> Marshalling variables through the environment is well understood, but also
> very tired.

There are several reasons for doing it this way:

1. We already use hooks to communicate with snaps (for the
configuration changes, for example). This is really no different. We
might even use configuration hooks directly (that's one of the ideas I
was holding on to).
2. The second reason is that REST API is currently not something you
can directly access. For most intents and purposes it's not "public".
3. Lastly I strongly believe that the right IPC system for conveying
most of the snappy <-> application conversation should by DBus but I
don't want to introduce that added complexity yet. We'll explore that
area when we need to allow snaps to create capabilities dynamically in
a way we want to support in a long-term. The hook can stay there (it
is an optional hook after all) forever when we cross that bridge. I
bet some apps will still prefer the hook simply because of how easy it
is to use compare to any alternatives.

The REST API I proposed is a part of the implementation. It will be
needed to implement the mechanics of some of this but it is not
something we've agreed to let application use yet.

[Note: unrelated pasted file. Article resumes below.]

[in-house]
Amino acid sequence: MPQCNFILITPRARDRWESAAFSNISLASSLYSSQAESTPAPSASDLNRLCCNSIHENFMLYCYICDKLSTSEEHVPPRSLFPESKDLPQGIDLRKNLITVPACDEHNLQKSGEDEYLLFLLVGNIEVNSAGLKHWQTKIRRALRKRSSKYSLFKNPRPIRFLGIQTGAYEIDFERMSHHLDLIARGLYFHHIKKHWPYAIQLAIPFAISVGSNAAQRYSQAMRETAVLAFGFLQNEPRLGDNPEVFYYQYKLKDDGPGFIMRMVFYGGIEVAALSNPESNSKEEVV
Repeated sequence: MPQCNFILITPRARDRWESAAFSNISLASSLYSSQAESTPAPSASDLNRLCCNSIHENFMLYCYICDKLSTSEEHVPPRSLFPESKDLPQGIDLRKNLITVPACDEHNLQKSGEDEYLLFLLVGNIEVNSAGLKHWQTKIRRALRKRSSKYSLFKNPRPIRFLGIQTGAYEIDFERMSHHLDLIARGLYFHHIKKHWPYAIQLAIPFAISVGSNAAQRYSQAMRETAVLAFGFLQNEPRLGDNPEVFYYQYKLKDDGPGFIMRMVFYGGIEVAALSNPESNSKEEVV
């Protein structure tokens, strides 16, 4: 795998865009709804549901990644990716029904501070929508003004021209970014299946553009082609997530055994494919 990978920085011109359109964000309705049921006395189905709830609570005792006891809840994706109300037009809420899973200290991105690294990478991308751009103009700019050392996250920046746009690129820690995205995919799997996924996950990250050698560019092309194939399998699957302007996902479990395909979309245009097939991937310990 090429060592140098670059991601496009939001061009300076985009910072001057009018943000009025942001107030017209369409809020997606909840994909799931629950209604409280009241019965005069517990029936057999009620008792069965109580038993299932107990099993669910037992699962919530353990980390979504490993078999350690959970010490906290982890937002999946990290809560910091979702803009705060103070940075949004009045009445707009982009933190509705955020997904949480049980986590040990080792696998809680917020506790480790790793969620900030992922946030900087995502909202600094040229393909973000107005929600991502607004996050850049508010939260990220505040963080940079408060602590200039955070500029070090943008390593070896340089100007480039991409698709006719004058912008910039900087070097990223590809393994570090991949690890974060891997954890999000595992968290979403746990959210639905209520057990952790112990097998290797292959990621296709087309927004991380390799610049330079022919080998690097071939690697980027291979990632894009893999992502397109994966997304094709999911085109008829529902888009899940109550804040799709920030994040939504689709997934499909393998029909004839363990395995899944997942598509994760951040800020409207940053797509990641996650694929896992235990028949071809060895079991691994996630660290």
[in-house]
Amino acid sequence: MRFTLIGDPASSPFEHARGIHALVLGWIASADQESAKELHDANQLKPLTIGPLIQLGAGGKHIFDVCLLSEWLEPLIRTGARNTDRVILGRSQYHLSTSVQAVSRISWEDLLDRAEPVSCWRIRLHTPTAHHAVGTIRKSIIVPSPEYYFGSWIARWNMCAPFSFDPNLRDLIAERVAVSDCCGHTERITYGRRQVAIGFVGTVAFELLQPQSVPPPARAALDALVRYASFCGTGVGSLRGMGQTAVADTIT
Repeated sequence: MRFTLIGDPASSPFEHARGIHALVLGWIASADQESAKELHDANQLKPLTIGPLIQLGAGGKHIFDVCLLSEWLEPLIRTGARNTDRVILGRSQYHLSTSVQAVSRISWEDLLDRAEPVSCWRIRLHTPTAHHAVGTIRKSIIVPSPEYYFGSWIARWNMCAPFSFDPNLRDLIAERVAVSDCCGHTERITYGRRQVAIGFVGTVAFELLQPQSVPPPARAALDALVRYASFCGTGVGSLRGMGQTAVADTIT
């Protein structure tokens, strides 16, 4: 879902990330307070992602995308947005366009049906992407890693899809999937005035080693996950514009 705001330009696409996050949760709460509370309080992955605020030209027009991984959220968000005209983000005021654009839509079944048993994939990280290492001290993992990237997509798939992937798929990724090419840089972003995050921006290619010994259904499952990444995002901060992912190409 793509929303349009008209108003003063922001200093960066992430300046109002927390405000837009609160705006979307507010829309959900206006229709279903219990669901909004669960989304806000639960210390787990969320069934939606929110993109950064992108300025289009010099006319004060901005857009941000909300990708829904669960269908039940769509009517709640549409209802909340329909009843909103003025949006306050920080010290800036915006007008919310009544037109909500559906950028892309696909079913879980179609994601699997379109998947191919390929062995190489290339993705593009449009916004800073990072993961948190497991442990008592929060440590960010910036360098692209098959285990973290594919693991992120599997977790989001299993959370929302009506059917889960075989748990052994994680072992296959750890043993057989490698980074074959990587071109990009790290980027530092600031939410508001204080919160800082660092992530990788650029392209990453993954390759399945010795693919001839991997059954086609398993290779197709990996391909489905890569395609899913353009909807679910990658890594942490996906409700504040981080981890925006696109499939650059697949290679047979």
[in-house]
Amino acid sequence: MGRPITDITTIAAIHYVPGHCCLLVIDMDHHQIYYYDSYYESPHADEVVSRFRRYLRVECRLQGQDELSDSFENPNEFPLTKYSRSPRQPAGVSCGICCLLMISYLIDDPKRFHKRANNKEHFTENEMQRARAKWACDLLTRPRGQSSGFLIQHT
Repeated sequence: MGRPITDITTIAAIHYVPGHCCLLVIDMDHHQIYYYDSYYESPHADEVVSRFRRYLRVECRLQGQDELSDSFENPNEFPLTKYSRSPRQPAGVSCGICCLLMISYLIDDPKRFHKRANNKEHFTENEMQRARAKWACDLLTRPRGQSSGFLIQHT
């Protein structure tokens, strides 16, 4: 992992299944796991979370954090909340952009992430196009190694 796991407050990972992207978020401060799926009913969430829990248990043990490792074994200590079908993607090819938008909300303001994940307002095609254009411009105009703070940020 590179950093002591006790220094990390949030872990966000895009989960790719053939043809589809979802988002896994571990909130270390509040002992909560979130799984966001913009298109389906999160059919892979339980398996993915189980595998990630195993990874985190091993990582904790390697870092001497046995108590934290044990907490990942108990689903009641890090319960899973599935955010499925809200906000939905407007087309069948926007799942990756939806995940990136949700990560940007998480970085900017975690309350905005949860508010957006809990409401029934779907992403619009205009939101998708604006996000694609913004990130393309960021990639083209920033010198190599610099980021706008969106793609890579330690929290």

Perhaps I'm missing something. Is there an example where an untrusted
application uses the REST API directly?

> The application (or a wrapper) would read the config file mentioned
> above to know which serial port to open. The unassign hook could
> simply remove the file based on the same information.
> On place where hooks fail is if the config file needs to be regenerated,
> please also provide a mechanism to "query my current capabilities" so that I
> can check on them and rebuild the config file.

I think that when assign hook fails nothing should happen. Snappy will
not really grant you extra permissions. The capability is not assigned
to your application. Sure the configuration file may be broken but
that's true of all the hooks today, right?

I agree about the need of the "what are my caps" API but I'm not sure
how that would work yet.

> Also, it seems like your proposal doesn't take into account multiple sockets
> on the application side. For instance, if my application was "say yes or no
> over serial" I might want to hook up one serial port to one socket and
> another to a different. Something like:
> $ snappy assign-cap serial-debug-1 say-yes-or-no-over-serial-port yes-socket
> $ snappy assign-cap serial-debug-2 say-yes-or-no-over-serial-port no-socket

It does, though I didn't explore that fully yet. The
$SNAP_CAP_SLOT_NAME was exactly that. My example was deliberately
simple so that I could ignore that aspect for now.

> Shouldn't be hard to add, but just to ensure it gets into the structures and
> definitions early.


Thank you for the feedback. I hope my answers clear up some of the
aspects. I know that much of this still only lives in my mind and a
large aspect won't be implemented anytime soon but I think it is
important to keep the discussion open and rolling along.


Best regards